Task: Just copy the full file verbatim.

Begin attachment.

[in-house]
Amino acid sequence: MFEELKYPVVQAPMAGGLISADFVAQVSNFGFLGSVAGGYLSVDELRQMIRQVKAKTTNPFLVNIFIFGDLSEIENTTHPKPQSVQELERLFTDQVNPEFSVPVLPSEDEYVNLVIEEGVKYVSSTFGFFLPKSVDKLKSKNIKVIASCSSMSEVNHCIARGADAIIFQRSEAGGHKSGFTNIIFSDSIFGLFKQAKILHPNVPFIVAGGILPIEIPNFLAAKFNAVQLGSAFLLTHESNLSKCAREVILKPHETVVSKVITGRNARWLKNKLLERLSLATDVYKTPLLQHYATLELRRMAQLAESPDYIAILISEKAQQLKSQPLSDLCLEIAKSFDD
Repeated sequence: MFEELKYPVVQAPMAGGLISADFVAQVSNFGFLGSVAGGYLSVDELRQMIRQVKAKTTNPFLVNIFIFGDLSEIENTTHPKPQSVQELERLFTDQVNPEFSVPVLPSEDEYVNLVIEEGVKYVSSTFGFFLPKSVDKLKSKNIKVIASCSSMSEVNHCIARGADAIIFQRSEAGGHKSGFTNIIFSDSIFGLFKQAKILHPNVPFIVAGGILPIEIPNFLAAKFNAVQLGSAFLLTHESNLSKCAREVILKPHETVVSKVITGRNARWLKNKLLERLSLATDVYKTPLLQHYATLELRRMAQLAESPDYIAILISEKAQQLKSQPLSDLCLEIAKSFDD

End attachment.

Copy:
[in-house]
Amino acid sequence: MFEELKYPVVQAPMAGGLISADFVAQVSNFGFLGSVAGGYLSVDELRQMIRQVKAKTTNPFLVNIFIFGDLSEIENTTHPKPQSVQELERLFTDQVNPEFSVPVLPSEDEYVNLVIEEGVKYVSSTFGFFLPKSVDKLKSKNIKVIASCSSMSEVNHCIARGADAIIFQRSEAGGHKSGFTNIIFSDSIFGLFKQAKILHPNVPFIVAGGILPIEIPNFLAAKFNAVQLGSAFLLTHESNLSKCAREVILKPHETVVSKVITGRNARWLKNKLLERLSLATDVYKTPLLQHYATLELRRMAQLAESPDYIAILISEKAQQLKSQPLSDLCLEIAKSFDD
Repeated sequence: MFEELKYPVVQAPMAGGLISADFVAQVSNFGFLGSVAGGYLSVDELRQMIRQVKAKTTNPFLVNIFIFGDLSEIENTTHPKPQSVQELERLFTDQVNPEFSVPVLPSEDEYVNLVIEEGVKYVSSTFGFFLPKSVDKLKSKNIKVIASCSSMSEVNHCIARGADAIIFQRSEAGGHKSGFTNIIFSDSIFGLFKQAKILHPNVPFIVAGGILPIEIPNFLAAKFNAVQLGSAFLLTHESNLSKCAREVILKPHETVVSKVITGRNARWLKNKLLERLSLATDVYKTPLLQHYATLELRRMAQLAESPDYIAILISEKAQQLKSQPLSDLCLEIAKSFDD